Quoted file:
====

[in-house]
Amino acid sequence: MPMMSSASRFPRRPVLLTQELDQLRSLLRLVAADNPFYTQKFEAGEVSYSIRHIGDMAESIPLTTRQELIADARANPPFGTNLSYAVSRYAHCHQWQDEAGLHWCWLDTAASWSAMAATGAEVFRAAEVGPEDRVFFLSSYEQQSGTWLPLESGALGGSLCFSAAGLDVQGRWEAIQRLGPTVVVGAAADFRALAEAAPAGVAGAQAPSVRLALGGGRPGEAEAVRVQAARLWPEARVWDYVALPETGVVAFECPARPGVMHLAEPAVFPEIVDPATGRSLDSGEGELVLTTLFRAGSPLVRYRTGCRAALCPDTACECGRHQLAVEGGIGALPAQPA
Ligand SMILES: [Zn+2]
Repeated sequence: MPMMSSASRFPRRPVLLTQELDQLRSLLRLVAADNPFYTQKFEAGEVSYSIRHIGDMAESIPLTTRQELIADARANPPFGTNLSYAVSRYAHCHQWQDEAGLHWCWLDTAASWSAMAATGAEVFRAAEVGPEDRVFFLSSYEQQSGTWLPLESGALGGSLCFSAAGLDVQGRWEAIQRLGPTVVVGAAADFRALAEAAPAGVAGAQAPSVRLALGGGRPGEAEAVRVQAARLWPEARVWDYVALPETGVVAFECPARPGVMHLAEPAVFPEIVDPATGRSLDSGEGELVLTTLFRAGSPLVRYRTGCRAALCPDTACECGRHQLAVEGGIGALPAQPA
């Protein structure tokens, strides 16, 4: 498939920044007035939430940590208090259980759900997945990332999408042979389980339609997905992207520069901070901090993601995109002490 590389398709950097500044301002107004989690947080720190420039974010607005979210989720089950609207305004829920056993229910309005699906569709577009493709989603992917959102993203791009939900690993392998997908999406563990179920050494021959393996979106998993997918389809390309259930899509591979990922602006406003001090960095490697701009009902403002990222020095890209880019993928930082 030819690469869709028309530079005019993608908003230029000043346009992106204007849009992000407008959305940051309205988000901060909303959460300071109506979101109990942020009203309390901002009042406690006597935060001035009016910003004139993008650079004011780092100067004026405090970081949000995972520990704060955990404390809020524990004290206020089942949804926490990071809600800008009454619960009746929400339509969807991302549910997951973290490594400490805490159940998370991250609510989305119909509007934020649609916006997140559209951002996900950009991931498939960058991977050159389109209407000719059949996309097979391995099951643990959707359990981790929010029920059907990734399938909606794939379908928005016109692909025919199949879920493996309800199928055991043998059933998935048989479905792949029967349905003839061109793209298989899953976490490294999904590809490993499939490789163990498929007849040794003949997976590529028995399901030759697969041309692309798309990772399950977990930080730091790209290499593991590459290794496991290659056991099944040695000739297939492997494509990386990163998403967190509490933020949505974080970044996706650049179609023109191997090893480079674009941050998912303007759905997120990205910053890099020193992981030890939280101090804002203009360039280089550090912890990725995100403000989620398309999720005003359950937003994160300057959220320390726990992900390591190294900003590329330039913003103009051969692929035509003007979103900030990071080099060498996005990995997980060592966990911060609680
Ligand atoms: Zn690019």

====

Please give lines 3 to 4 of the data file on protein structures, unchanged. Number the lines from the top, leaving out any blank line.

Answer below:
Ligand SMILES: [Zn+2]
Repeated sequence: MPMMSSASRFPRRPVLLTQELDQLRSLLRLVAADNPFYTQKFEAGEVSYSIRHIGDMAESIPLTTRQELIADARANPPFGTNLSYAVSRYAHCHQWQDEAGLHWCWLDTAASWSAMAATGAEVFRAAEVGPEDRVFFLSSYEQQSGTWLPLESGALGGSLCFSAAGLDVQGRWEAIQRLGPTVVVGAAADFRALAEAAPAGVAGAQAPSVRLALGGGRPGEAEAVRVQAARLWPEARVWDYVALPETGVVAFECPARPGVMHLAEPAVFPEIVDPATGRSLDSGEGELVLTTLFRAGSPLVRYRTGCRAALCPDTACECGRHQLAVEGGIGALPAQPA